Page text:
This is getting complicated. I guess my question is: Why bother? Of course, I'm as guilty as anyone else. In general, I think I'm not a particularly pretentious person, but once people start asking about writing--or rather, my writing--my voice changes. I become some cross between pretentious and awkwardly shy. These "ums" and "likes" pop up everywhere. I don't know. I think this is going no where. Well, then. Yeah.

Sunday, September 6, 2009

PEN/Beyond Margins Announced

It's official: PEN/Beyond Margins.


I'll have a post on contests as a concept forthcoming...

on virtual friendships

i've been thinking a lot about virtual friendships. html giant had this posting recently asking if people were friends with writer/artist types, and that got me thinking about virtual friendships and why they're so attractive.

growing up, i didn't have a lot of friends, but i very much so wanted to be social. i wanted it so badly that i began to gossip, telling all my family friends anything & everything i knew, regardless of how it affected others. i was fairly young then, maybe 5-7. maybe younger. the point is, though, i understood that people would give me attention if i had something to give them. this legacy of unhealthy notions of friendship has followed me.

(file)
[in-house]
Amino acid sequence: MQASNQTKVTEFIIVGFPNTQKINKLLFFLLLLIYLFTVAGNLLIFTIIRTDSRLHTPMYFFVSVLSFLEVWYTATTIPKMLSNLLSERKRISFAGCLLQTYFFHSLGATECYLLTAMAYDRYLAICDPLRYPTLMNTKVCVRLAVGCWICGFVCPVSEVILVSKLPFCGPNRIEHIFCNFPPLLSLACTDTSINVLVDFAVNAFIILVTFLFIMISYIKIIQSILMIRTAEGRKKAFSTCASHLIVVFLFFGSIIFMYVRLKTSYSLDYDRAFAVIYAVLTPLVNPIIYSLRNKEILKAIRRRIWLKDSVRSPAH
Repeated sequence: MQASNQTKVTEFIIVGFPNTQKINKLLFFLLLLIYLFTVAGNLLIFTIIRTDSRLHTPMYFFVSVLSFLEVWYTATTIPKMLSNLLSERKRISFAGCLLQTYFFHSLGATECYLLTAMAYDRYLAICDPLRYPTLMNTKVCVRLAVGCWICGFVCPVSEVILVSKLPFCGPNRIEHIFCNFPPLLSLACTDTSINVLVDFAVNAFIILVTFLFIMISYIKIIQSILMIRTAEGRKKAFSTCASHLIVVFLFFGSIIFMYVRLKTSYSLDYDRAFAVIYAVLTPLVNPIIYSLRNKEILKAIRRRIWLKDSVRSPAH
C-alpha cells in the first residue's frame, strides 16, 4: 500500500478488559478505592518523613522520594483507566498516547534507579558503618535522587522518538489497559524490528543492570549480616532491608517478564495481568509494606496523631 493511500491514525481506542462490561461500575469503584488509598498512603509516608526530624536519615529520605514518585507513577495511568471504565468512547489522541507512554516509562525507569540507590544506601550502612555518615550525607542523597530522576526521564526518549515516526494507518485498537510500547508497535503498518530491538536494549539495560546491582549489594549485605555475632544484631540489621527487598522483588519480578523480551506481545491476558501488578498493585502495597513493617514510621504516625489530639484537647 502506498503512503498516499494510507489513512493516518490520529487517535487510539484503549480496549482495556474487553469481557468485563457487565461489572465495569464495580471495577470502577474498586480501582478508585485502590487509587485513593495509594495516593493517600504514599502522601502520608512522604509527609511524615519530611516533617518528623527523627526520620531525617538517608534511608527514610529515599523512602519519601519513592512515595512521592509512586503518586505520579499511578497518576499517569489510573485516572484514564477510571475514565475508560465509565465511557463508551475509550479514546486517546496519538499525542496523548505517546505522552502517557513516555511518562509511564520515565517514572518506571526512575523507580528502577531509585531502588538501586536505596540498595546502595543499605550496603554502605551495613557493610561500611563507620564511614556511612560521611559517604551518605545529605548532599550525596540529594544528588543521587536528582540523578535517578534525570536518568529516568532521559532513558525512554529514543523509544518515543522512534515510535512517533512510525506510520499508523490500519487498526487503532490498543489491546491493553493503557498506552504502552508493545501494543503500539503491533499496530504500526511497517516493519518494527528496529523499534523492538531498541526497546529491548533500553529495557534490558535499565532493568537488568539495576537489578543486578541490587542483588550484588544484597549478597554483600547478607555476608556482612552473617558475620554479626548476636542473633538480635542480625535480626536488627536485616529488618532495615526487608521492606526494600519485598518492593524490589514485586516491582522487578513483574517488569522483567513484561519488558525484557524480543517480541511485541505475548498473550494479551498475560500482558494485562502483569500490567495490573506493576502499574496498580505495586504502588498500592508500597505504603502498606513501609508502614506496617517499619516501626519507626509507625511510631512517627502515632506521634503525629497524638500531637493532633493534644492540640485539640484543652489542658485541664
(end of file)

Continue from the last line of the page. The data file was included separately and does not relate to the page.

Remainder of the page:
throughout high school & most of college, i--like most young women--flirted my way into friendships. and yes, duh, women flirt with women. it's socially acceptable. it's socially desirable. these are things i enacted without being conscious.

now, though, i'm more aware. does that change things?

but back to virtual friendships: what is it that makes them so attractive? well, the most obvious answer is that people are looking for validation, and if they can't find it in the "real" world, they look for it in the "virtual" world. people who are socially awkward in "reality" can have huge followings "virtually." besides, if you're actively blogging, facebooking, etc. etc. etc., when do you find time to be social? (of course, there is a balance.)